7. Achieving professional quality writing is challenging: I think I’m a pretty good writer, and I should be. Besides being a lawyer for 32 years now, and therefore having to write to a high standard every work day along the way, I’ve written millions of words at this site. But to paraphrase an old saw, a writer that revises his or her own work for publication has a fool for an editor. 
 
No matter how many times you rewrite your book, you’ll still miss things along the way. That may be fine for a blog post, but not for a book that will bear witness to your carelessness for years to come.  Even if you get most of the overt mistakes out of the way, there will still be sentences that could have been constructed better that you’ll cringe over later. And nothing says “self-published” more than typos. I knew all that, and got a recommendation for a professional editor/proofreader, and paid her $3 a page ($750 in all) to make sure that my final book didn’t look self-published. While the person I hired was helpful on editing (I expect I made changes on about 30 pages for editorial reasons), she turned out to be a terrible proofreader. 
 
After I got the page proofs back, I started noticing typos in many places, as well as typographical misses (e.g., phrases separated at the beginning by an en space, and by a hyphen at the end, so that they – look like - this. A small thing, yes, but if you really want your book to look professional, they’re important. I had to pay more than $200 in extra fees to the POD publisher, because after you’ve gone to page proofs you’re charged a fee for each change. I’m still getting email from readers who are finding lots of typos, after paying $1,000 to avoid just that. Let’s just say that’s painful on both fronts.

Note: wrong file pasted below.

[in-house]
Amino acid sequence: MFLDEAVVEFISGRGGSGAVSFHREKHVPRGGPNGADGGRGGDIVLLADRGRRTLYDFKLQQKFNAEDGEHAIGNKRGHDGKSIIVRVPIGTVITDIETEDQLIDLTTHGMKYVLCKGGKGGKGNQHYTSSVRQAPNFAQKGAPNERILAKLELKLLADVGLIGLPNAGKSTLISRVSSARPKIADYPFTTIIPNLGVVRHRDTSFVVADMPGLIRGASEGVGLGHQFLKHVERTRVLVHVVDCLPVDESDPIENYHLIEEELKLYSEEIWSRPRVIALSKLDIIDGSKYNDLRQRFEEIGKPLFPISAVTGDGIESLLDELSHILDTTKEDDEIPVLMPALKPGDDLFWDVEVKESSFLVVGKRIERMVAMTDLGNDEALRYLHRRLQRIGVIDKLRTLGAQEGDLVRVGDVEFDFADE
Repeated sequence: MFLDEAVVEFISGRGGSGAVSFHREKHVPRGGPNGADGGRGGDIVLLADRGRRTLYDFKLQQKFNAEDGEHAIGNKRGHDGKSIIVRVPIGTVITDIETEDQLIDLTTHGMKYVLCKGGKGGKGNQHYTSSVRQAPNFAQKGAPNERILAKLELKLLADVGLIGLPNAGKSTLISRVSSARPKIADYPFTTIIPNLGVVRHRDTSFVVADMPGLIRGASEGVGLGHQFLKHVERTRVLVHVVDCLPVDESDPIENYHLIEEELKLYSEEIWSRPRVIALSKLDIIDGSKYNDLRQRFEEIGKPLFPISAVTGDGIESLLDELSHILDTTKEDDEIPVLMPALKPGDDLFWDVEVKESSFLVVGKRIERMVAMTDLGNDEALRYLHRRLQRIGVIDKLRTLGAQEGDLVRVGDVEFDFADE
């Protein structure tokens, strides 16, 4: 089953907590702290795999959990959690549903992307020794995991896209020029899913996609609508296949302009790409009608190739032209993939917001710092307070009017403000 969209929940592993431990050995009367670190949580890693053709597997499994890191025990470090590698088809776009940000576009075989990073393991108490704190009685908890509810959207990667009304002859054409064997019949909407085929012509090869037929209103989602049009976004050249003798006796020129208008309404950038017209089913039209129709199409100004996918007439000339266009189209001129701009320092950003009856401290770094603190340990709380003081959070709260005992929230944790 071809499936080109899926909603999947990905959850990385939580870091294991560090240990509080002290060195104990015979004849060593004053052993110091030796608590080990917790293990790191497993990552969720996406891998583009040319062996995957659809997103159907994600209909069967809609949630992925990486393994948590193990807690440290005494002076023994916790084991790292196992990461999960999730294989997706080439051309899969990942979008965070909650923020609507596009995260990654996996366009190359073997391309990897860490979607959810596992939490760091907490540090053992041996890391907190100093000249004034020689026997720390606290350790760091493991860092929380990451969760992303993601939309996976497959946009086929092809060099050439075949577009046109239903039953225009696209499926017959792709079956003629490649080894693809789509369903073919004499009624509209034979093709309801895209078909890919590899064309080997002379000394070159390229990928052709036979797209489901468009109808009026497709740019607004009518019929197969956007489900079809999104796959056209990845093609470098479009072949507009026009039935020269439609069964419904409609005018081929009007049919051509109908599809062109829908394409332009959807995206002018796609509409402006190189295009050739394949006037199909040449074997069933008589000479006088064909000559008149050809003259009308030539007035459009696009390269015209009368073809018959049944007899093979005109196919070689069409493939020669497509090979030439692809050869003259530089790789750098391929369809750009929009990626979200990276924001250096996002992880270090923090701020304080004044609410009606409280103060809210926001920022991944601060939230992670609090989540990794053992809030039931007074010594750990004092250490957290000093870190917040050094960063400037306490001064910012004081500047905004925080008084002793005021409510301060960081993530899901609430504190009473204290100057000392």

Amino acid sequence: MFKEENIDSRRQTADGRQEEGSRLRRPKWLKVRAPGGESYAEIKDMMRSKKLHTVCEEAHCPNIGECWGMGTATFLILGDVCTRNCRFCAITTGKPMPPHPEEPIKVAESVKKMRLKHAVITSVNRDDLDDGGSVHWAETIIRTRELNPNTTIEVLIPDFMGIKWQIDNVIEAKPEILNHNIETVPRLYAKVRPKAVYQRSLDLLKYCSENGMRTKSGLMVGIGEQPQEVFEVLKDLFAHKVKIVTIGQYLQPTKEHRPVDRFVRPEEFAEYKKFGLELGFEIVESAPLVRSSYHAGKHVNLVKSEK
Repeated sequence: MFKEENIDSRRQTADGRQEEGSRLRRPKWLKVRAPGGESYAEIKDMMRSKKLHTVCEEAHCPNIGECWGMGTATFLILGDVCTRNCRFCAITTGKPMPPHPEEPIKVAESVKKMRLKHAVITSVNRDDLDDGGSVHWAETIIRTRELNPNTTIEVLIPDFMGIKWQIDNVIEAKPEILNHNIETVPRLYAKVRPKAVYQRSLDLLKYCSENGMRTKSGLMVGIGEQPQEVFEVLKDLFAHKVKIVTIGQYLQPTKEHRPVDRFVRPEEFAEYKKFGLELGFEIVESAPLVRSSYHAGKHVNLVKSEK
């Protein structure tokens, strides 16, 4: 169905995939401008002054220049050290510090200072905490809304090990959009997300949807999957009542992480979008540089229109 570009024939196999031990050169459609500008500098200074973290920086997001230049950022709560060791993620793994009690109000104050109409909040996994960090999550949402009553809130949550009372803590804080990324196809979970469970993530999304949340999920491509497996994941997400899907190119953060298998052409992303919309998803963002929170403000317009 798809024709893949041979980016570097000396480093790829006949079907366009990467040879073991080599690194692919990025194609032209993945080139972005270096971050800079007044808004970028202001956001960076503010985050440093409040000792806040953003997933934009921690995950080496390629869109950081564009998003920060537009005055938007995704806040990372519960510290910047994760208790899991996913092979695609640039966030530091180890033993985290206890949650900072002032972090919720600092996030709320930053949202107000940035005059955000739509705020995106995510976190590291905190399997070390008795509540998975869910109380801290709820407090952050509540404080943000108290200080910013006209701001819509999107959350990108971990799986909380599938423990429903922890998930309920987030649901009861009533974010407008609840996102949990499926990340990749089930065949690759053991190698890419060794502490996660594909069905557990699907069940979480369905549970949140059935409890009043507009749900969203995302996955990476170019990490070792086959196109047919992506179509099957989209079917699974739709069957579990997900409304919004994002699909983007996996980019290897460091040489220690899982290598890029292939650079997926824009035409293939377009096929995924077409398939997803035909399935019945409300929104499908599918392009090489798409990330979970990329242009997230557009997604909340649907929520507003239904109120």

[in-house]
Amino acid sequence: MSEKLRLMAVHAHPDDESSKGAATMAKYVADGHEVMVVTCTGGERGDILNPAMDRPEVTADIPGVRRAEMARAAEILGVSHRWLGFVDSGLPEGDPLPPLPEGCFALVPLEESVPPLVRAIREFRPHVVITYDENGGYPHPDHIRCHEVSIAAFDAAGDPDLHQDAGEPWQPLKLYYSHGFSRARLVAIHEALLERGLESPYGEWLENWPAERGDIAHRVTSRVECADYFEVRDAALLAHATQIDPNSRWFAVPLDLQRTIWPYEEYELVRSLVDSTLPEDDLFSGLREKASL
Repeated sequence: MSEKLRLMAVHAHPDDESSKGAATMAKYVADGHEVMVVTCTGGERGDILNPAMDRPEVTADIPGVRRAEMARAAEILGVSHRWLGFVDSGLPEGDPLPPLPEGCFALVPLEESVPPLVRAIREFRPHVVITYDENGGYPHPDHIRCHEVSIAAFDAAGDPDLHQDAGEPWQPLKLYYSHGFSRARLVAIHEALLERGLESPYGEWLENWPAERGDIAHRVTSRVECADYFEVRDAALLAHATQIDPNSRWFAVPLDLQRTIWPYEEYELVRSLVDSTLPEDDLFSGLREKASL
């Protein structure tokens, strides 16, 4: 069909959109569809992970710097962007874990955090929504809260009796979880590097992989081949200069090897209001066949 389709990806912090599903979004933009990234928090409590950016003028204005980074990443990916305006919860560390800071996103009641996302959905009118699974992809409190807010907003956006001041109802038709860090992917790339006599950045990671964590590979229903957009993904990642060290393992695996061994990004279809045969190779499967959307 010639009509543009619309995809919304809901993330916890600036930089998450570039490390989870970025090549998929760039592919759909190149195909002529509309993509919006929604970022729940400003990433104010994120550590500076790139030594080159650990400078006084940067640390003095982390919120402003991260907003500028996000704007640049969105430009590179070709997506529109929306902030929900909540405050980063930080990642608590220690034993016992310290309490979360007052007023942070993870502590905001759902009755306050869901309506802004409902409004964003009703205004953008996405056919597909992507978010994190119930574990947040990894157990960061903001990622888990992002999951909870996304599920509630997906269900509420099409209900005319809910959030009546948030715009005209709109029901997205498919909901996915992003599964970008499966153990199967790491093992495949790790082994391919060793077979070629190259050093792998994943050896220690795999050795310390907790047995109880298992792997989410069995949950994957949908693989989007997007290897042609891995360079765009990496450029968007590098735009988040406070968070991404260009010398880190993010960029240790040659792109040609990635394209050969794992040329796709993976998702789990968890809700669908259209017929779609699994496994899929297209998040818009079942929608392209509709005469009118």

8. Boy, is it confusing out there: Trying to figure out what your self-publishing options are, and which one is right for you, is a huge chore, which is why I spent so much time on this topic in the beginning of this series.  Not only are there many different models to choose from, but the number of players in some categories can be enormous, and the differences among them significant.  Also, it’s not easy to find out whether individual POD publishers have good reputations for service or bad, or all of the details that you might not realize are important to you until after you’ve already signed up.  Finally, when it comes to services like CreateSpace you have to rely largely on what you can find on line, and it’s sometimes very difficult to find answers to questions that are important to you.